There’s little doubt that live event security is one of the most important issues facing organizers.

A string of high profile terrorist attacks at concert venues and festivals has forced the entire industry to review our best practices and to continue to evolve in order to stay several steps ahead of the threats.

At this year’s XLIVE convention in Las Vegas, Intellitix hosted a five-hour workshop series which featured some of the leading voices in the live event security and surveillance industry. Our aim was to give a platform to those that are developing the new standards, and to engage the North American event community in a discussion about the crucial role that security plays in their operations.

So what did we cover?

Our CRO Eric Janssen’s opening remarks established the grave context for the workshop series, highlighting the tragic events at Route 91 Harvest festival around two months earlier as the catalyst for this discussion. 

Russ Simmons of Venue Solutions Group went deep into the necessity for regimented procedure and defined accountability amongst live event security personnel. He was followed by Intellitix’s Jon Zifkin, who explained how RFID has become the standard for access control, while Olympics security veteran Peter Ashwin (Event Risk Management Solutions) discussed how best practices for hostile vehicle mitigation (HVM) measures can be adapted to protect and safeguard crowded places for live events.  

Pennsylvania State Police Commissioner Jeffrey Miller (Jeffrey Miller Consulting LLC) discussed the very real threat of terrorism at live events and the troubling lack of foresight around vulnerability. 

We closed the session with AEG’s director of health and safety Ash Ebrahim referencing the challenges around patron safety and harm reduction, and our workshop curator Chad Ladov detailing the best practices for surveillance at one-off sites, and how that landscape has evolved with technological advancements.

Big Takeaways

  • Assess your risks and vulnerabilities. The most important thing that any mass gathering or performance venue can do is have a comprehensive Risk and Vulnerability Assessment conducted to identify the areas of significant risk so that an effective plan to mitigate the identified risks can be devised. 

 

  • Get your head out of the sand. Jeff Miller closed his presentation with a warning to the complacent festival and event producers out there that still haven’t acknowledged that their event is a target. 

 

  • Get educated in security terminology. Russ Simmons’ uncompromising keynote had a powerful section replete with acronyms of organizations every security professional should know.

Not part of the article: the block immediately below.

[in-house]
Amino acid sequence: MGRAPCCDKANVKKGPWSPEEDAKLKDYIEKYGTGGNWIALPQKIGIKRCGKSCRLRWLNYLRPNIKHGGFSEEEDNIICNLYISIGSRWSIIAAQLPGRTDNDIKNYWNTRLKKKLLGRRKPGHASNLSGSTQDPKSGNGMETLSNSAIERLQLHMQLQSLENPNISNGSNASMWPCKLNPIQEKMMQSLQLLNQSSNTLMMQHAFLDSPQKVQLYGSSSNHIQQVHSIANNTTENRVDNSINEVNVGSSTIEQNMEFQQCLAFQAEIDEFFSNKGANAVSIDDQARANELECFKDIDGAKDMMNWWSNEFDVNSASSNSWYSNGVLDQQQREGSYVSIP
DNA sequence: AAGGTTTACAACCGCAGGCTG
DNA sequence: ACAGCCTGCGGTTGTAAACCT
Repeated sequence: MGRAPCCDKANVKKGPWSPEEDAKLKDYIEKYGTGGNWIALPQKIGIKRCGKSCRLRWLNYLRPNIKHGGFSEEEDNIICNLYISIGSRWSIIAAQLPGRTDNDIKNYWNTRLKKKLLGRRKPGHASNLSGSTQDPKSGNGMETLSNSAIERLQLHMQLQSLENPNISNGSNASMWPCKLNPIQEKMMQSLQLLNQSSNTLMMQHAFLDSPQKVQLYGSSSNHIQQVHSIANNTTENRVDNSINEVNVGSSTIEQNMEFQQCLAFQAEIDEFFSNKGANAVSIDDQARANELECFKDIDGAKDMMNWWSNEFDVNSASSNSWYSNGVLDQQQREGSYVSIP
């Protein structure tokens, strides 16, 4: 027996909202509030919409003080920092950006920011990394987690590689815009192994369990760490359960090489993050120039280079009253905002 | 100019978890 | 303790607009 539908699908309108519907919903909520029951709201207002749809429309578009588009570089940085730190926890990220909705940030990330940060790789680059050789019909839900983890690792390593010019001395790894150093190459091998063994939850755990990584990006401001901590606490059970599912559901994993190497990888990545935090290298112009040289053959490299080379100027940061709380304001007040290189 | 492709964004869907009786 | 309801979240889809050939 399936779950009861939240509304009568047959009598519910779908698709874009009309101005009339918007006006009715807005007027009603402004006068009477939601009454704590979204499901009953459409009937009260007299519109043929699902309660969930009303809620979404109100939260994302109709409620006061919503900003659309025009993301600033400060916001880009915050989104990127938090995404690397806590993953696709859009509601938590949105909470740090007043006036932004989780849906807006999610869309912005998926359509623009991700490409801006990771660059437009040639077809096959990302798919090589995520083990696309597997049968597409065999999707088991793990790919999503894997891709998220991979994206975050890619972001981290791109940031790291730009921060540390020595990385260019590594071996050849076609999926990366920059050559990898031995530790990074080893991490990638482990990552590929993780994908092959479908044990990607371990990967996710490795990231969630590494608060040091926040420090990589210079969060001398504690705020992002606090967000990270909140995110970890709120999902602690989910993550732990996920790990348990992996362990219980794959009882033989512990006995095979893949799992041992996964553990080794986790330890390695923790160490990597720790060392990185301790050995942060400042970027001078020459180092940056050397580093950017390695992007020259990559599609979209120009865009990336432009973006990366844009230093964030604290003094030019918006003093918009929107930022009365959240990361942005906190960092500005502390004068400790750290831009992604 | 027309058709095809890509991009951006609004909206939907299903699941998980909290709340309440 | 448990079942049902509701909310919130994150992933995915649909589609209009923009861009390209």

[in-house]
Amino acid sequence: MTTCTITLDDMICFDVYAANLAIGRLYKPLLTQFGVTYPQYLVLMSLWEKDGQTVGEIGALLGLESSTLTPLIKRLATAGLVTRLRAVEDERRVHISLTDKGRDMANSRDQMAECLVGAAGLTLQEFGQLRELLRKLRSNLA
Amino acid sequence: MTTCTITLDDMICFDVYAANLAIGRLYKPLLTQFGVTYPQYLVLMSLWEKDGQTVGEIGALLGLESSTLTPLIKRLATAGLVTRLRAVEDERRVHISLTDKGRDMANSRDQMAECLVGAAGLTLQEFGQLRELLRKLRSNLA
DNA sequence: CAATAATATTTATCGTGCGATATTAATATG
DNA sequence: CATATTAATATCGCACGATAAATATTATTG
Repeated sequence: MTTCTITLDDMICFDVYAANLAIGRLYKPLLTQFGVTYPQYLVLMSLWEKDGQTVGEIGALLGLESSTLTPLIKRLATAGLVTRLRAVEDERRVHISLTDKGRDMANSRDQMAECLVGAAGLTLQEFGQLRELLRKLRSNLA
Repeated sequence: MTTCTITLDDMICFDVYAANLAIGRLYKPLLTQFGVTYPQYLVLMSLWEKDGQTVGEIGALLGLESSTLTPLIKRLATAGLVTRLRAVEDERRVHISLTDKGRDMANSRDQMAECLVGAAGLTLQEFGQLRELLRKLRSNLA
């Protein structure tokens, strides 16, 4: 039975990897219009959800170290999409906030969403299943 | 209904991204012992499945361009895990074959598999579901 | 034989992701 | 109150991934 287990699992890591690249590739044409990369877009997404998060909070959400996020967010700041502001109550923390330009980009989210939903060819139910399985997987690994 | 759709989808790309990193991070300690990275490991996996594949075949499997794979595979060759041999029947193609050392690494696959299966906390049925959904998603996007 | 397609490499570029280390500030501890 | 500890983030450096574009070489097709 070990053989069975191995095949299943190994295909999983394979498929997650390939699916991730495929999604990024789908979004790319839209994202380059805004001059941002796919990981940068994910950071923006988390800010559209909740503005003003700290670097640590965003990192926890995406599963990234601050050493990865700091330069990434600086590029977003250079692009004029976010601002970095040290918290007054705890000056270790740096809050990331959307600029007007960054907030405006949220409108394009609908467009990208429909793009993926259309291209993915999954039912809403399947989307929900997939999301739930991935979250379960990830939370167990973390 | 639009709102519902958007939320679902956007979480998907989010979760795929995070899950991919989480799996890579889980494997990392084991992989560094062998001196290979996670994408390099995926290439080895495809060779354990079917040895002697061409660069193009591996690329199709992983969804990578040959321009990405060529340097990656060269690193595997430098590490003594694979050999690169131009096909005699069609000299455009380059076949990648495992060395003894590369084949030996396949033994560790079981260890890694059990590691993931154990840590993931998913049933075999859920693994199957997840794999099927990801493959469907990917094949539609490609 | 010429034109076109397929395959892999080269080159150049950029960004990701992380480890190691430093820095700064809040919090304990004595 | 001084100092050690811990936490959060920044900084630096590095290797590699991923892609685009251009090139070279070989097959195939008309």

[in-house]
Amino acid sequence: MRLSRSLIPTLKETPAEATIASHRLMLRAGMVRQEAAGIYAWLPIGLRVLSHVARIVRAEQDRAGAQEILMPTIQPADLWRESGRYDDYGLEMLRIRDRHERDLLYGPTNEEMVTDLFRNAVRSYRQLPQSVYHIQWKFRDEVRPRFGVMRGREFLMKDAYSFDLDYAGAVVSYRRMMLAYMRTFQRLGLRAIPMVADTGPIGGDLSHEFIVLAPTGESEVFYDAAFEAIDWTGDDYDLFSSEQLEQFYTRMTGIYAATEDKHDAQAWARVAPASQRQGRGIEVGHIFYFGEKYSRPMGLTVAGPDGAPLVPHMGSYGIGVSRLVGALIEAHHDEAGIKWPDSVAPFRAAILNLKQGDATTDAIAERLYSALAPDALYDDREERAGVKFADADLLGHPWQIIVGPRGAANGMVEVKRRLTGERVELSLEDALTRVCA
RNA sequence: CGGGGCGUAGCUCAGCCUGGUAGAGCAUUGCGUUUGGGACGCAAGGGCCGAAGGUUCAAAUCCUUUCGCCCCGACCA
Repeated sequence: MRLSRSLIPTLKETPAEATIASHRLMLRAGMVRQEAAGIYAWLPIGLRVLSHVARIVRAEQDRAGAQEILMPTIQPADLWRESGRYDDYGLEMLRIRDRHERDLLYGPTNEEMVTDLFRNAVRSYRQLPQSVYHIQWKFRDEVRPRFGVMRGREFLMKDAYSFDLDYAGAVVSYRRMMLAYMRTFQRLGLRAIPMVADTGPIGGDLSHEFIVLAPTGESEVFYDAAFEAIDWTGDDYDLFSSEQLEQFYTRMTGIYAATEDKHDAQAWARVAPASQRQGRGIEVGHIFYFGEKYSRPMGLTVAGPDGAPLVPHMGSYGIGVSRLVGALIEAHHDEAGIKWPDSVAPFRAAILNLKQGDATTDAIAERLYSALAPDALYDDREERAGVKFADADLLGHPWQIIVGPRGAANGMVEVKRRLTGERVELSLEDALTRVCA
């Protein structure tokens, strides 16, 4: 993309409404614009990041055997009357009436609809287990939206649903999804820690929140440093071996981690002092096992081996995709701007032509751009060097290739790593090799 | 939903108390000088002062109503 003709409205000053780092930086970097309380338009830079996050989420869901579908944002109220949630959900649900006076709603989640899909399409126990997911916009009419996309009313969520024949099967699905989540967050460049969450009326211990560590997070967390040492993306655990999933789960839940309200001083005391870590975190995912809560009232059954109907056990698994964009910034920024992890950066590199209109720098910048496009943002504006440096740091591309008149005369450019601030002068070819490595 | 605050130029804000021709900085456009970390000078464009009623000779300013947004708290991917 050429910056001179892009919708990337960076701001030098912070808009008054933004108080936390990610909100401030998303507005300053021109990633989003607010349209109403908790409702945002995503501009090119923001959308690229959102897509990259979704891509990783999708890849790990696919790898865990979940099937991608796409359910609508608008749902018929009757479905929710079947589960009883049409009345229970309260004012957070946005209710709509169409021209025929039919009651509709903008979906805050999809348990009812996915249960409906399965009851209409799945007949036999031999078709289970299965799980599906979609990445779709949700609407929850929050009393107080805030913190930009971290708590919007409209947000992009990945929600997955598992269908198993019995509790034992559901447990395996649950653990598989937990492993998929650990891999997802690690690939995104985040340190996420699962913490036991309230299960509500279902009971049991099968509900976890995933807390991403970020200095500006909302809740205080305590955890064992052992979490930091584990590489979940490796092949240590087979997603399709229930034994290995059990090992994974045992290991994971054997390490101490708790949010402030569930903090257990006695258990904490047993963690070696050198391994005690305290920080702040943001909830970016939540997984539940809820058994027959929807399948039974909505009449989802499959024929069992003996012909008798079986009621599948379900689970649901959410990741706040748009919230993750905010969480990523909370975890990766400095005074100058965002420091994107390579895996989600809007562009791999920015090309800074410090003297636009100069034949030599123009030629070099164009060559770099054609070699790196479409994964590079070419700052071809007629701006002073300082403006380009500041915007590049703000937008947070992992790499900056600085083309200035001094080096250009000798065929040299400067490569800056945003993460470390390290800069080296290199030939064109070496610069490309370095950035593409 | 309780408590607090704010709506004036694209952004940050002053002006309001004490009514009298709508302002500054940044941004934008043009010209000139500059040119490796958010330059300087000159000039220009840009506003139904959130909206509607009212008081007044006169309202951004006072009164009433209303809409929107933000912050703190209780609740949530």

• Big or small, there are solutions for your event. Every speaker was in agreement that regardless of your budget, things can be done to make your event safer. It all begins with acknowledging vulnerability and then seeking help. 

 

  • Get outside opinions. There’s a good chance that your familiarity to your venue has blinded you from its vulnerability. Seek fresh, professional perspectives before you open your gates.

RFID for Access Control

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As well as the innovative role our technology plays in the advancements in cashless systems and experiential marketing, RFID is greatly elevating the standard of live event security. Alongside a fortified perimeter and broad surveillance, access control to the event site itself shouldn’t be taken lightly.

Intellitix’s VP of Customer Success Jon Zifkin gave the audience a glimpse at the scale of the problem surrounding inadequate and antiquated access control methods, such as barcodes.

“At a two-day event with 30,000 people, we flagged 7,028 attempts to enter prohibited areas on site,” said Zifkin. “Without RFID, you don’t know that number. You shouldn’t be able to just get into an event because you’re good with Photoshop.”

As a we deepen our role as a key partner to a broad spectrum of live events, we consider the safety and security of your patrons to be of utmost importance. Our technology plays a vital role in restricting access to those that shouldn’t have it, and when that is partnered with the best practices espoused by our panelists, patrons can expect a high standard of safety at any live event. 

We hope that by hosting events such as these and by developing our knowledge hub of online resources for event producers, we can help to foster positive development across the industry and ensure success and increasing standards of live event safety year-on-year for our partners.